Tough outs: Top NCAA seeds would rather avoid Ducks, Friars
There are several upset-minded teams lurking around the NCAA Tournament, just waiting to ruin the championship dreams of a high seed.
It’s what makes the annual sporting event a spectacle and some of most-watched reality TV on the air.
Don’t sleep on the likes of Providence, Oregon and giant-slayer Davidson.
They’re some of the teams that will likely be tough outs because of their guard play, their experience or their ability to create troublesome matchups.
Connecticut played the role last year all the way to the title.
The Huskies were a No. 7 seed entering the NCAAs, but the backcourt of Shabazz Napier and Ryan Boatright got rolling and led the them to a surprise national championship.
With Selection Sunday looming, here’s a look at some of teams the favorites wouldn’t be happy to see in their part of the draw:
The duo of Kris Dunn and LaDontae Henton have the ability to put up big numbers on anybody for the Friars (22-10).
Henton, a 6-foot-6 senior, entered the postseason averaging a team-best 20.1 points and had a career-high 38 in an upset of now-No. 11 Notre Dame in November. Dunn, a 6-3 sophomore, was averaging 15.5 points, 7.4 assists and 2.8 steals.
In their Big East tournament opener Thursday, Dunn had 17 points and 11 assists, while Henton had 20 points and 12 rebounds in a performance that had coach Ed Cooley calling Dunn a “maestro” and Henton a “junkyard dog.”
“These guys, when they play well,” Cooley said, “we’re a tough out.”
The Ducks (24-8) have the Pac-12 player of the year in senior guard Joseph Young, the league coach of the year in Dana Altman closed the regular season with a ton of momentum.
Young averaged about 20 points per game and a league-best 92 percent shooting from the foul line in the regular season. He leads an offense that ranks 22nd nationally in scoring (76 points) and 14th nationally in free-throw shooting (75.4 percent), so they can put pressure on a defense and capitalize at the line in a close game while also causing problems with their own pressure defense.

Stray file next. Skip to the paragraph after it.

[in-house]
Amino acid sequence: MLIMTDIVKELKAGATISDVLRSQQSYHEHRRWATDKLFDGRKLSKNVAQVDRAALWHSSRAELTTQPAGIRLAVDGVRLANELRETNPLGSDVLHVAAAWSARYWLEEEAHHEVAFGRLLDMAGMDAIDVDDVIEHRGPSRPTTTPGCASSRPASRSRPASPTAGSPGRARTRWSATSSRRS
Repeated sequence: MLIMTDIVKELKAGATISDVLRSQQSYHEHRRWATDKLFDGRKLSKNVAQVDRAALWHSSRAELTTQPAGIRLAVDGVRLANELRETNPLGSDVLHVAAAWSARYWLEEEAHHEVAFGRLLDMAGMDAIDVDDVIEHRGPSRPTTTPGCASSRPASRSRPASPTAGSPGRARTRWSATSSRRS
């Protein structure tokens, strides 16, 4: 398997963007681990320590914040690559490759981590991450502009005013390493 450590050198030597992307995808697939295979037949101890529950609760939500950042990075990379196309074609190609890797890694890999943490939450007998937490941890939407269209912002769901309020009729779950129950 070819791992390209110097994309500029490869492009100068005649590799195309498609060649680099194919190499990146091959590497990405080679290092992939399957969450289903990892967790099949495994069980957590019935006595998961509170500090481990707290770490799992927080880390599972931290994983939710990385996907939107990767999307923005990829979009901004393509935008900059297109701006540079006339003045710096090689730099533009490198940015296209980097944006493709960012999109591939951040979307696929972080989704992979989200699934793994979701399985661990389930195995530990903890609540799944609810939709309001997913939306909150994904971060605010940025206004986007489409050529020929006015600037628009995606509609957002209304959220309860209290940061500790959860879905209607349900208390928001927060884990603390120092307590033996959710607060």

Oregon went 9-1 the final month of the regular season.
“I just hope they’re not satisfied with that,” Altman said before the Pac-12 tournament. “We’ve got a lot of work yet to do. We can get better here the next couple of weeks and hopefully win a few more games.”
NORTH CAROLINA STATE
Wolfpack coach Mark Gottfried was a UCLA assistant when Tyus Edney’s unforgettable baseline-to-baseline buzzer beater kept the Bruins on course for the 1995 NCAA title.
“Guards can make plays in the tournament,” Gottfried said.
That’s why Gottfried is feeling pretty confident if the Wolfpack get into the NCAA Tournament. It lost to Duke in the Atlantic Coast Conference tournament Thursday, but N.C. State (20-13) is hard to beat when its guards are on.
Alabama transfer Trevor Lacey is an all-ACC pick, Ralston Turner can hit 3s in bunches and speedy point guard Anthony “Cat” Barber — assuming he’s healthy after being injured in an on-court collision Thursday — has improved outside shooting to go with his open-court speed.
Among N.C. State’s wins: Duke, at Louisville, at North Carolina.
“I don’t think a lot of teams would want to play us,” Lacey said.
New conference, no problem.
Davidson (23-6) made a surprise run to the Atlantic 10 regular-season crown, the latest success under coach Bob McKillop.
This year’s Wildcats have multiple scorers, can shoot from outside and don’t make many mistakes.
Led by league player of the year Tyler Kalinoski, they closed the regular season ranked fourth nationally in scoring (80.6 points) and eighth in 3-point shooting (40 percent) while leading the country in assist-to-turnover margin.
“I’m just overwhelmed with how well we are playing and how consistently these guys are getting better,” McKillop said after his team hit a program-record 20 3-pointers and had 35 assists on 40 baskets in its regular-season finale.
Davidson sits at No. 24 for its first ranking since 2008, the year the Stephen Curry-led Wildcats came within shot of a stunning Final Four appearance.
A year after falling on the wrong side of the NCAA bubble, these Bulldogs (20-10) are road-tested.
Georgia had a school-record six road wins in the Southeastern Conference. The Bulldogs also threatened top-ranked Kentucky’s unbeaten season by leading the Wildcats by nine in the second half.
It’s an experienced team with five double-figure scorers, led by Marcus Thornton, and closed the regular season ranked 18th nationally in field-goal percentage defense (38.8 percent).
If No. 2 scorer and top perimeter defender Kenny Gaines is healthy after spraining his foot last week, Georgia could give someone fits if the Bulldogs get in the tournament.
“This is a complete team,” senior forward Neme Djurisic said. “We’ve just had a little bit of adversity with all of the injuries … but when we are healthy and complete, we are a pretty good team.”